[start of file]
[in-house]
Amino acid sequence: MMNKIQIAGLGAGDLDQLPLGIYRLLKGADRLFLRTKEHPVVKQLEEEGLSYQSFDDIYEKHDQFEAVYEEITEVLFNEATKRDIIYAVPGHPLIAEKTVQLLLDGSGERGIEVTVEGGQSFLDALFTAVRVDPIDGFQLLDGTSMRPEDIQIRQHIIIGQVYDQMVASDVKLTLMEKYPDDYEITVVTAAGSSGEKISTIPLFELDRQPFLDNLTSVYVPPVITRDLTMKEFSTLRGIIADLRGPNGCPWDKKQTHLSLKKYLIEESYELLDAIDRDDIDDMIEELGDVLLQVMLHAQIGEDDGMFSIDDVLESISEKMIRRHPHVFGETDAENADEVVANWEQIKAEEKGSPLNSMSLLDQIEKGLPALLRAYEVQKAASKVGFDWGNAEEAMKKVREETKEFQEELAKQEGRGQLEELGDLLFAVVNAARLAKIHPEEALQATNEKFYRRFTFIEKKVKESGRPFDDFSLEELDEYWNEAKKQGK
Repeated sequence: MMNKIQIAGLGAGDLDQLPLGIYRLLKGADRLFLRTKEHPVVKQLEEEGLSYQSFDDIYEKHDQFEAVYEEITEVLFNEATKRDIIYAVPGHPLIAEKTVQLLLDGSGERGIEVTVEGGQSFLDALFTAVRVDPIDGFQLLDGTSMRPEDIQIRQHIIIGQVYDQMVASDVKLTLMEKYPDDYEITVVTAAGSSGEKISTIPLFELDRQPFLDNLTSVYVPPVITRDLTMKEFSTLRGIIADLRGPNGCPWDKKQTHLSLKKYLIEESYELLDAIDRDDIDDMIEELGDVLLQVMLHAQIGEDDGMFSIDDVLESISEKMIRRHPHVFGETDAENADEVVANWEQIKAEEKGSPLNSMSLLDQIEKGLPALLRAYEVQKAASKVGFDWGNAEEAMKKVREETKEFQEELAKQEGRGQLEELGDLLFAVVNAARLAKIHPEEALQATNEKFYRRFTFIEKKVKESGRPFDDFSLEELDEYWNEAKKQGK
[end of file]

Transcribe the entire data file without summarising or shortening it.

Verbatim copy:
[in-house]
Amino acid sequence: MMNKIQIAGLGAGDLDQLPLGIYRLLKGADRLFLRTKEHPVVKQLEEEGLSYQSFDDIYEKHDQFEAVYEEITEVLFNEATKRDIIYAVPGHPLIAEKTVQLLLDGSGERGIEVTVEGGQSFLDALFTAVRVDPIDGFQLLDGTSMRPEDIQIRQHIIIGQVYDQMVASDVKLTLMEKYPDDYEITVVTAAGSSGEKISTIPLFELDRQPFLDNLTSVYVPPVITRDLTMKEFSTLRGIIADLRGPNGCPWDKKQTHLSLKKYLIEESYELLDAIDRDDIDDMIEELGDVLLQVMLHAQIGEDDGMFSIDDVLESISEKMIRRHPHVFGETDAENADEVVANWEQIKAEEKGSPLNSMSLLDQIEKGLPALLRAYEVQKAASKVGFDWGNAEEAMKKVREETKEFQEELAKQEGRGQLEELGDLLFAVVNAARLAKIHPEEALQATNEKFYRRFTFIEKKVKESGRPFDDFSLEELDEYWNEAKKQGK
Repeated sequence: MMNKIQIAGLGAGDLDQLPLGIYRLLKGADRLFLRTKEHPVVKQLEEEGLSYQSFDDIYEKHDQFEAVYEEITEVLFNEATKRDIIYAVPGHPLIAEKTVQLLLDGSGERGIEVTVEGGQSFLDALFTAVRVDPIDGFQLLDGTSMRPEDIQIRQHIIIGQVYDQMVASDVKLTLMEKYPDDYEITVVTAAGSSGEKISTIPLFELDRQPFLDNLTSVYVPPVITRDLTMKEFSTLRGIIADLRGPNGCPWDKKQTHLSLKKYLIEESYELLDAIDRDDIDDMIEELGDVLLQVMLHAQIGEDDGMFSIDDVLESISEKMIRRHPHVFGETDAENADEVVANWEQIKAEEKGSPLNSMSLLDQIEKGLPALLRAYEVQKAASKVGFDWGNAEEAMKKVREETKEFQEELAKQEGRGQLEELGDLLFAVVNAARLAKIHPEEALQATNEKFYRRFTFIEKKVKESGRPFDDFSLEELDEYWNEAKKQGK